Also, one big problem is the American psyche. Most americans would rather drive their gas guzzling SUV to work rather then ride their bikes. their reasoning ---> saves time, less work, more class.
     
  5. alex_ant macrumors 68020

    alex_ant

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    Feb 5, 2002
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    All up in your bidness
    #5
    It's funny, because if we had smartly-designed cities, driving would consume MORE time than riding a bike.

    As far as class goes, I live in the midwestern US where the bicycle is simply NOT seen as a legitimate primary mode of transportation. Around here, when you tell someone you don't have a car, they'll ask, "Can't afford one, eh?" When I tell them, "No, it's just that I never bothered getting my license, and I don't have a car because I don't need or want one," they look at me like I'm a nutjob from another planet, and make an effort to distance themselves from me as much as possible. When people say, "That's a nice bike - how much did you pay for it?" and I tell them $400, they're shocked - "$400 for a BICYCLE! ABSURD!" By this point, in their eyes I might as well be a cultist or a Scientologist, so I don't even bother explaining how $400 for a bicycle is a ****load less expensive than $$$ for a car, astronomical $$$ in insurance for a college-age male, car maintenance, parking, and fuel.

    I think it's very sad. If the residential and commercial districts of our cities were integrated, if our small- and large-scale mass transit didn't totally suck, if we weren't forced to commute 30+ minutes to our jobs at megacorporations because we are unable to pay the extreme amount of money it would cost to live closer to work, we would be able to:

    - Save substantial time not stuck in traffic jams and not commuting miles and miles to wherever on a regular basis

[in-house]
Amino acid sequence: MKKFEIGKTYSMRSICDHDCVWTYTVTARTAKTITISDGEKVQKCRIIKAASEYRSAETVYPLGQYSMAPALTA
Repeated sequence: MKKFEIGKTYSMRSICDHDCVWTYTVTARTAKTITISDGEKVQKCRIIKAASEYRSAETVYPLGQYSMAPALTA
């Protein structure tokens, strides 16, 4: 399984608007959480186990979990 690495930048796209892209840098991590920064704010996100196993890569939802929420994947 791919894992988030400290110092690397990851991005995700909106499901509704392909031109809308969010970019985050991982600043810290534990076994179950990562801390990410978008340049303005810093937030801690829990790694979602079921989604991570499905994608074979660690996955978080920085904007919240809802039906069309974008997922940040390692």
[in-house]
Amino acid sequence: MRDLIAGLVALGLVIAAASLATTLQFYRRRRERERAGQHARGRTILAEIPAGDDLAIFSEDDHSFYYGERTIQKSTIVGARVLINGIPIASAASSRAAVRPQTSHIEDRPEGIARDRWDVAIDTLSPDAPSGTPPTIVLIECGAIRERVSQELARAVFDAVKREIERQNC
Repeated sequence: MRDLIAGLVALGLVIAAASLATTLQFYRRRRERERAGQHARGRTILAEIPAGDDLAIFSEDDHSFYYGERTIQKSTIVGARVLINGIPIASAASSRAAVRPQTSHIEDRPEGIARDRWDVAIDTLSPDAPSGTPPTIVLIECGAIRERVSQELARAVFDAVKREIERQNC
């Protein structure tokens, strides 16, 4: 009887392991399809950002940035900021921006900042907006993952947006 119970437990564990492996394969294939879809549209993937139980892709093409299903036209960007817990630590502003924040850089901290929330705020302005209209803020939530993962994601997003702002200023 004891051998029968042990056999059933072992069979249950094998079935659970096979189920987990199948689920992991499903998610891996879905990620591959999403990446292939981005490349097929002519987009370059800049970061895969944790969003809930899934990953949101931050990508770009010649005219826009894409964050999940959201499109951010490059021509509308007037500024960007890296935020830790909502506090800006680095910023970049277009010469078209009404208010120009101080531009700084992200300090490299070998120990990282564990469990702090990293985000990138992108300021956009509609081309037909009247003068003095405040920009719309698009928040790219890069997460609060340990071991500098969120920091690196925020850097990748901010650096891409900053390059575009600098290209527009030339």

- Be healthier, as we would all walk and ride our bikes more, saving us tons of money and grief
    - Cause much less damage to the environment
    - Enjoy a greater sense of community
    - Save money - Even supporting public transportation while paying slightly more money for less efficient means of goods distribution would be far cheaper than buying an SUV.

    That would all be very un-U.S.-like though, wouldn't it... granted, I do think changing our cities and our lifestyles would be next to impossible.

    Alex
     
  6. jelloshotsrule thread starter macrumors G3

    jelloshotsrule

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    serendipity
    #6
    my girlfriend just got a job in nyc and for the time being is living in nj with her parents whilst finding a place in nyc or just across from it in jersey.... the thought of spending 4 hours a day commuting... well it's gross.

    for once i agree with alex. even his negativity. ha
     
  7. big macrumors 65816

    big

    Joined:
    Feb 20, 2002
    #7
    oh lord...I could go on for hours.

    you guys all seem to be right on the money. now the problem is how to educate the rest of the world (I'll vie for just here if we can make it)

    Suburban Nation was a good call.

    cnu.org has a great flash presentation